Environmental regulation has become pervasive over the last several decades. Great strides have been made, leading to visible and tangible reductions in emissions and discharges and ultimately cleaner air and water. In recent years, though, emission reductions have become more difficult to obtain and more costly on a per ton basis, leading many to believe that the installation of additional controls or the imposition of additional regulatory requirements will achieve only incremental reductions in emissions and discharges. As such, their costs cannot be justified when balanced against an ever decreasing amount of benefits.
For every major rule, EPA has provided a regulatory impact analysis (RIA) in which the costs and benefits of the rule are analyzed. Invariably, EPA concludes that the benefits outweigh the costs. It is instructive to review these RIAs to understand EPA’s methodologies and the conclusions it reaches. In doing so, the impacted industries, interested stakeholders, and the general public can form their own opinions as to whether EPA’s conclusions are valid.
The RIAs generally follow the same format in which certain types of costs, such as the costs of complying with the rule, are quantified. Then, the direct and ancillary benefits are identified, some are then quantified, and some of the quantified benefits are monetized to obtain a numeric measurement of the benefits. These benefits are primarily the health benefits of the estimated emission reductions, but, when appropriate, EPA estimates the monetized climate benefits of the rule.
EPA issued the Utility MATS Rule in 2012 , the proposed Ozone Rule in 2014 , and the Clean Power Plan in August, 2015.  Each has an RIA which details EPA’s consideration of costs and benefits. Together, these RIAs provide an overview of EPA’s methods and conclusions.
A. Executive Orders
The EPA is required to consider the costs and benefits of its rules pursuant to two Executive Orders.
The first was issued in 1993 by President Clinton and recognized that the American people deserve “a regulatory system that protects and improves their health, safety, environment, and well-being and improves the performance of the economy without imposing unacceptable or unreasonable costs on society.”  In order to achieve this goal, federal agencies, in deciding whether and how to regulate, “should assess all costs and benefits of available regulatory alternatives, including the alternative of not regulating.”  Costs and benefits include both quantifiable measures (to the fullest extent that these can be usefully estimated) and qualitative measures of costs and benefits that are difficult to quantify, but nevertheless essential to consider.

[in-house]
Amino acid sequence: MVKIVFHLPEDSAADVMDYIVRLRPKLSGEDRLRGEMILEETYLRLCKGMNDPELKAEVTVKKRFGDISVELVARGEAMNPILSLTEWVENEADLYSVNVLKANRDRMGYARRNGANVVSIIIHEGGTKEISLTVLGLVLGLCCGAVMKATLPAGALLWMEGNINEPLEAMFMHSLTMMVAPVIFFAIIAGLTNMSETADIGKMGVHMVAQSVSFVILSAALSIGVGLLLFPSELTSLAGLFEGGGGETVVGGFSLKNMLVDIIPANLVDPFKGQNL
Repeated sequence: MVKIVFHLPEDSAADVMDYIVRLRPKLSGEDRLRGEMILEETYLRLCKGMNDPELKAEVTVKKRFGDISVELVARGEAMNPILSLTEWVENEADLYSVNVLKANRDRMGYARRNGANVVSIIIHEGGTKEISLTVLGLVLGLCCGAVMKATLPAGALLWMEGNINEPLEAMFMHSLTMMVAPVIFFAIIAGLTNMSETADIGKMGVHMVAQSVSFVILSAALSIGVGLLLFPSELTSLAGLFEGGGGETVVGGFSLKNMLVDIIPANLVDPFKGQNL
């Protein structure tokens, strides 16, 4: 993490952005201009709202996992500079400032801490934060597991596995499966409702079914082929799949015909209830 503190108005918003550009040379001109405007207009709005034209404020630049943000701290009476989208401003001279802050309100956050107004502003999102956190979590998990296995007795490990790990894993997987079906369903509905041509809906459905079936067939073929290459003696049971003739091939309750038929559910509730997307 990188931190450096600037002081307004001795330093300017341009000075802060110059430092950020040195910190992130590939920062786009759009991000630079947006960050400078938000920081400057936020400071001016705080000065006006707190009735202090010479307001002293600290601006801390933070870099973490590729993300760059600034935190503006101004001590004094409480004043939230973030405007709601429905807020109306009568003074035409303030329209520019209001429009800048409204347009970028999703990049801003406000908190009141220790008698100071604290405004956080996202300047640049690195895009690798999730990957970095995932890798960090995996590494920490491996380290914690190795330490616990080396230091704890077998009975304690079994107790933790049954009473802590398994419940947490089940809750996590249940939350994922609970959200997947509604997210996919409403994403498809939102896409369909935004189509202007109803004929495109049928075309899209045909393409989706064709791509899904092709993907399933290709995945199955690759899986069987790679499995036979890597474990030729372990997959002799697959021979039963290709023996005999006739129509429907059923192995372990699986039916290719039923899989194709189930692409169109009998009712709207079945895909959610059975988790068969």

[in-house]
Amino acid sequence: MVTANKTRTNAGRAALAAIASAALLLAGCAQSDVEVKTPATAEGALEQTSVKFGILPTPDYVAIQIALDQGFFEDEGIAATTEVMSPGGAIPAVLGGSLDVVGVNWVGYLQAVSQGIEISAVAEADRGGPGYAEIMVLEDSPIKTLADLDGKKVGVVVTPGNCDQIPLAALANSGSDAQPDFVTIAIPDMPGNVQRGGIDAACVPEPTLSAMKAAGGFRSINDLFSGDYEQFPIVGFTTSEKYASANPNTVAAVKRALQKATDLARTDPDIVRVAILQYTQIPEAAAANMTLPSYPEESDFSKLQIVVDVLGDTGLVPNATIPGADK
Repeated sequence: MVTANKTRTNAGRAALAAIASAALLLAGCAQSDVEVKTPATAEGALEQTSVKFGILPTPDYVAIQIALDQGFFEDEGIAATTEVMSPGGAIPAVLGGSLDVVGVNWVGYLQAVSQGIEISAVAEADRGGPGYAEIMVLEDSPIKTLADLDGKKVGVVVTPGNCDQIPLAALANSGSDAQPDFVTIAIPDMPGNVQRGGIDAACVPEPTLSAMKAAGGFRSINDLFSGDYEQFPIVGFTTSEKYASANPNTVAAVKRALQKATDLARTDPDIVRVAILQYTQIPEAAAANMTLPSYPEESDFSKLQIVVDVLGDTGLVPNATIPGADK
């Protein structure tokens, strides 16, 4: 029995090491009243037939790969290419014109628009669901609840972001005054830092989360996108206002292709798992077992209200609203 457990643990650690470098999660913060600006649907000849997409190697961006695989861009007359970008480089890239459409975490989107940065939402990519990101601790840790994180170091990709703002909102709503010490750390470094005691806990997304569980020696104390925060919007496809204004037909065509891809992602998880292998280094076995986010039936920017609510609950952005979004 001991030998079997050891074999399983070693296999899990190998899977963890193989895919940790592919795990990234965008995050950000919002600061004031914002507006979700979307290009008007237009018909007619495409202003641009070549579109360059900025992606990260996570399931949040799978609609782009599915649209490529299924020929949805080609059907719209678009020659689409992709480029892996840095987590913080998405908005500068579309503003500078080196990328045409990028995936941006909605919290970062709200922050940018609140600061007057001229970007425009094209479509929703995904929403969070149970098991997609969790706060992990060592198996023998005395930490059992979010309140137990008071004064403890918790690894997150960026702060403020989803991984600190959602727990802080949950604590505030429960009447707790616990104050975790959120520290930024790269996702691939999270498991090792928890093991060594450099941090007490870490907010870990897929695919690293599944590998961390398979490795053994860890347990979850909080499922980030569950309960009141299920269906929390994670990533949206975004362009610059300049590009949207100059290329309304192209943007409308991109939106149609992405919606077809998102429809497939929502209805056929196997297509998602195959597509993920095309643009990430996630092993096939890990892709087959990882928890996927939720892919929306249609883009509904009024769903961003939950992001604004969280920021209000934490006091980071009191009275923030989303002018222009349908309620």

Each agency was directed to follow several ‘principles of regulation.’ One such principle was that each “shall assess both the costs and the benefits of the intended regulation and, recognizing that some costs and benefits are difficult to quantify, propose or adopt a regulation only upon a reasoned determination.” 
The second was issued in 2011 by President Obama and emphasized that our regulatory system must “take into account benefits and costs, both quantitative and qualitative.”  It required that an agency must “propose or adopt a regulation only upon a reasoned determination that its benefits justify its costs (recognizing that some benefits are difficult to quantify.” 
B. Costs and Benefits
Pursuant to the Executive Orders, EPA has assessed costs and benefits for numerous proposed and final rules, issuing a regulatory impact analysis (RIA) with each. The RIAs for the Utility MATS Rule , the Proposed Ozone Rule , and the Clean Power Plan  for existing plants will be reviewed as they provide an illustrative example of EPA’s approach to complying with the Executive Orders.
a. Compliance Costs
EPA quantifies the ‘compliance costs’ of the rule. In general terms, these costs include expenditures necessary to achieve compliance with the rule. However, the actual components may vary slightly from rule to rule.
In the Utility MATS RIA, compliance costs are the “change in electric power generation costs between the base case and policy case in which the sector pursues pollution control approaches to meet the final HAP emission standards. In simple terms, these costs are the resource costs of what the power industry will directly expend to comply with EPA’s requirements.”  EPA estimated that the “annual incremental compliance cost of MATS is $9.4 billion in 2015” and included the projected additional cost of complying with the final rule, the amortized cost of capital investment, the ongoing costs of operating additional pollution controls, investments in new generating sources, shifts between or amongst various fuels, and other actions associated with compliance.  In addition, EPA estimated the annual monitoring, reporting, and record-keeping burden to be $158 million and the cost to oil-fired units to be around $56 million.  In all, the cost of the rule was stated to be $9.6 billion. 
The Ozone RIA was somewhat different. EPA looked at “engineering costs of attaining the alternative, more stringent levels for the ozone primary standards.”  The engineering costs “generally include the costs of purchasing, installing, operating, and maintaining the referenced technologies.”  However, the “costs associated with monitoring, testing, reporting, and record keeping for affected sources” were not included. 
To calculate total costs, EPA reviewed known controls and ‘unknown’ controls. The known controls included certain control technologies in existence and which EPA relied upon to estimate remission reductions.  Engineering costs of known controls generally refer to the equipment installation expense, the site preparation costs for the application, and annual operating and maintenance costs.